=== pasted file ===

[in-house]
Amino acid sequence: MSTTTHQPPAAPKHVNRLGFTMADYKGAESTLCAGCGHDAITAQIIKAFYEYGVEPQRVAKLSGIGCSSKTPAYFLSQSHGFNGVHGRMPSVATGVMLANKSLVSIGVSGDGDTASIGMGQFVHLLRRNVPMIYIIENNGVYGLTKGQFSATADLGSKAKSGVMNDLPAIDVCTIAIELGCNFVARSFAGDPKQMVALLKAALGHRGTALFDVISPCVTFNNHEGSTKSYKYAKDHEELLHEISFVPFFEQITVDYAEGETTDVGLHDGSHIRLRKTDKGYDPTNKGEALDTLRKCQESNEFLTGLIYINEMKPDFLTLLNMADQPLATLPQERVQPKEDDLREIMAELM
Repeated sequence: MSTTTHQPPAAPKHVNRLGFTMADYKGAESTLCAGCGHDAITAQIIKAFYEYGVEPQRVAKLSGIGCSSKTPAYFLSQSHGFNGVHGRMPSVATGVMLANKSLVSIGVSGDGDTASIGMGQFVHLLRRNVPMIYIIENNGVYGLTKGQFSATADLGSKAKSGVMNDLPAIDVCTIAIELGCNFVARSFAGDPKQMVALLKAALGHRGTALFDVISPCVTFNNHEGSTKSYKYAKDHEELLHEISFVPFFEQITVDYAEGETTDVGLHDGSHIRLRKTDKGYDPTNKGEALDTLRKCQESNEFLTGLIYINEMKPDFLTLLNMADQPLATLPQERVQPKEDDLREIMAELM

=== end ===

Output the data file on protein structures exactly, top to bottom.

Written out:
[in-house]
Amino acid sequence: MSTTTHQPPAAPKHVNRLGFTMADYKGAESTLCAGCGHDAITAQIIKAFYEYGVEPQRVAKLSGIGCSSKTPAYFLSQSHGFNGVHGRMPSVATGVMLANKSLVSIGVSGDGDTASIGMGQFVHLLRRNVPMIYIIENNGVYGLTKGQFSATADLGSKAKSGVMNDLPAIDVCTIAIELGCNFVARSFAGDPKQMVALLKAALGHRGTALFDVISPCVTFNNHEGSTKSYKYAKDHEELLHEISFVPFFEQITVDYAEGETTDVGLHDGSHIRLRKTDKGYDPTNKGEALDTLRKCQESNEFLTGLIYINEMKPDFLTLLNMADQPLATLPQERVQPKEDDLREIMAELM
Repeated sequence: MSTTTHQPPAAPKHVNRLGFTMADYKGAESTLCAGCGHDAITAQIIKAFYEYGVEPQRVAKLSGIGCSSKTPAYFLSQSHGFNGVHGRMPSVATGVMLANKSLVSIGVSGDGDTASIGMGQFVHLLRRNVPMIYIIENNGVYGLTKGQFSATADLGSKAKSGVMNDLPAIDVCTIAIELGCNFVARSFAGDPKQMVALLKAALGHRGTALFDVISPCVTFNNHEGSTKSYKYAKDHEELLHEISFVPFFEQITVDYAEGETTDVGLHDGSHIRLRKTDKGYDPTNKGEALDTLRKCQESNEFLTGLIYINEMKPDFLTLLNMADQPLATLPQERVQPKEDDLREIMAELM